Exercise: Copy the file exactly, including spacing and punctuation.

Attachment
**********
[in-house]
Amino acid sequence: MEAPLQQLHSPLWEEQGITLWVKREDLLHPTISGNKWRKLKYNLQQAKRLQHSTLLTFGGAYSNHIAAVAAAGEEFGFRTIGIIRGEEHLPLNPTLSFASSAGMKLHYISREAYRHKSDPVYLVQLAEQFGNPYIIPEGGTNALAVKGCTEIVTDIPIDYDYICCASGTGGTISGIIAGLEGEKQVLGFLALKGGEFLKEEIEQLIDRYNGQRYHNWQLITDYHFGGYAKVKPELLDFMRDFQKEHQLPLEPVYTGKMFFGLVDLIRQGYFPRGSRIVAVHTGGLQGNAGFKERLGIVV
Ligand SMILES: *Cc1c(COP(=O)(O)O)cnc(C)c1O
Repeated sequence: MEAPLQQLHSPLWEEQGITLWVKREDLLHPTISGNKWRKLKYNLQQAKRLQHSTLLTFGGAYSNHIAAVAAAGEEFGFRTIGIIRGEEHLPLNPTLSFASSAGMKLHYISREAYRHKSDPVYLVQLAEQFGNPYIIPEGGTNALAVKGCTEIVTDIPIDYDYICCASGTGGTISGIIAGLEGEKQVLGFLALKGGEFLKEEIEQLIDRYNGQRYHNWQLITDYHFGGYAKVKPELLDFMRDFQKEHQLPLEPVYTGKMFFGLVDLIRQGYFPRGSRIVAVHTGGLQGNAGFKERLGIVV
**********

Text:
[in-house]
Amino acid sequence: MEAPLQQLHSPLWEEQGITLWVKREDLLHPTISGNKWRKLKYNLQQAKRLQHSTLLTFGGAYSNHIAAVAAAGEEFGFRTIGIIRGEEHLPLNPTLSFASSAGMKLHYISREAYRHKSDPVYLVQLAEQFGNPYIIPEGGTNALAVKGCTEIVTDIPIDYDYICCASGTGGTISGIIAGLEGEKQVLGFLALKGGEFLKEEIEQLIDRYNGQRYHNWQLITDYHFGGYAKVKPELLDFMRDFQKEHQLPLEPVYTGKMFFGLVDLIRQGYFPRGSRIVAVHTGGLQGNAGFKERLGIVV
Ligand SMILES: *Cc1c(COP(=O)(O)O)cnc(C)c1O
Repeated sequence: MEAPLQQLHSPLWEEQGITLWVKREDLLHPTISGNKWRKLKYNLQQAKRLQHSTLLTFGGAYSNHIAAVAAAGEEFGFRTIGIIRGEEHLPLNPTLSFASSAGMKLHYISREAYRHKSDPVYLVQLAEQFGNPYIIPEGGTNALAVKGCTEIVTDIPIDYDYICCASGTGGTISGIIAGLEGEKQVLGFLALKGGEFLKEEIEQLIDRYNGQRYHNWQLITDYHFGGYAKVKPELLDFMRDFQKEHQLPLEPVYTGKMFFGLVDLIRQGYFPRGSRIVAVHTGGLQGNAGFKERLGIVV